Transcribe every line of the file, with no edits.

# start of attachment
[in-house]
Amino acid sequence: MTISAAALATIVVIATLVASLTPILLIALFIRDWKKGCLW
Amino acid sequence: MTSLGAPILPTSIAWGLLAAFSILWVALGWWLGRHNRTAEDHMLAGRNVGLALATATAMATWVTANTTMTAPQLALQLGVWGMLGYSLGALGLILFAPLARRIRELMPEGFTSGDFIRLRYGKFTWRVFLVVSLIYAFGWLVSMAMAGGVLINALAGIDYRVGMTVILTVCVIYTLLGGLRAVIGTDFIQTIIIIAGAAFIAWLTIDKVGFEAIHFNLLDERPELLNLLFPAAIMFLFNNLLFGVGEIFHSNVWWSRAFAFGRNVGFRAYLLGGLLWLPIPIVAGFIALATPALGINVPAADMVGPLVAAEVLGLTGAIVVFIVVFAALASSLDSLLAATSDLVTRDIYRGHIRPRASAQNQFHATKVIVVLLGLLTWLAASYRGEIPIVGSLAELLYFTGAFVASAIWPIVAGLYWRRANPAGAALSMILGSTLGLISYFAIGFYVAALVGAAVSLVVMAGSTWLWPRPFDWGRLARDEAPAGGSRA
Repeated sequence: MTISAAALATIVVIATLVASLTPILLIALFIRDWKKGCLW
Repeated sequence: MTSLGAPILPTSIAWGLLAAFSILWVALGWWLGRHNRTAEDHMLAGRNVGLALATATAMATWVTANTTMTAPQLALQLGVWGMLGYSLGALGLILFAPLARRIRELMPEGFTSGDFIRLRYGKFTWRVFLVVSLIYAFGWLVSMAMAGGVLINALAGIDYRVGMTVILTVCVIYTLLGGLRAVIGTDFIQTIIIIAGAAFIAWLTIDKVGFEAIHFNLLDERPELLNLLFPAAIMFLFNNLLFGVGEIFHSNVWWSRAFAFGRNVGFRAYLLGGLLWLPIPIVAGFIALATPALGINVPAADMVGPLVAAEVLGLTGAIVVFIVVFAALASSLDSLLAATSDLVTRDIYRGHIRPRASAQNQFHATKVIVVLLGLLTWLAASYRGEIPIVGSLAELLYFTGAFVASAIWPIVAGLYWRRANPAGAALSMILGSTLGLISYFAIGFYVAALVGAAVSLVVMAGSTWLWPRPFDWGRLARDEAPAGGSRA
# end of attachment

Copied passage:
[in-house]
Amino acid sequence: MTISAAALATIVVIATLVASLTPILLIALFIRDWKKGCLW
Amino acid sequence: MTSLGAPILPTSIAWGLLAAFSILWVALGWWLGRHNRTAEDHMLAGRNVGLALATATAMATWVTANTTMTAPQLALQLGVWGMLGYSLGALGLILFAPLARRIRELMPEGFTSGDFIRLRYGKFTWRVFLVVSLIYAFGWLVSMAMAGGVLINALAGIDYRVGMTVILTVCVIYTLLGGLRAVIGTDFIQTIIIIAGAAFIAWLTIDKVGFEAIHFNLLDERPELLNLLFPAAIMFLFNNLLFGVGEIFHSNVWWSRAFAFGRNVGFRAYLLGGLLWLPIPIVAGFIALATPALGINVPAADMVGPLVAAEVLGLTGAIVVFIVVFAALASSLDSLLAATSDLVTRDIYRGHIRPRASAQNQFHATKVIVVLLGLLTWLAASYRGEIPIVGSLAELLYFTGAFVASAIWPIVAGLYWRRANPAGAALSMILGSTLGLISYFAIGFYVAALVGAAVSLVVMAGSTWLWPRPFDWGRLARDEAPAGGSRA
Repeated sequence: MTISAAALATIVVIATLVASLTPILLIALFIRDWKKGCLW
Repeated sequence: MTSLGAPILPTSIAWGLLAAFSILWVALGWWLGRHNRTAEDHMLAGRNVGLALATATAMATWVTANTTMTAPQLALQLGVWGMLGYSLGALGLILFAPLARRIRELMPEGFTSGDFIRLRYGKFTWRVFLVVSLIYAFGWLVSMAMAGGVLINALAGIDYRVGMTVILTVCVIYTLLGGLRAVIGTDFIQTIIIIAGAAFIAWLTIDKVGFEAIHFNLLDERPELLNLLFPAAIMFLFNNLLFGVGEIFHSNVWWSRAFAFGRNVGFRAYLLGGLLWLPIPIVAGFIALATPALGINVPAADMVGPLVAAEVLGLTGAIVVFIVVFAALASSLDSLLAATSDLVTRDIYRGHIRPRASAQNQFHATKVIVVLLGLLTWLAASYRGEIPIVGSLAELLYFTGAFVASAIWPIVAGLYWRRANPAGAALSMILGSTLGLISYFAIGFYVAALVGAAVSLVVMAGSTWLWPRPFDWGRLARDEAPAGGSRA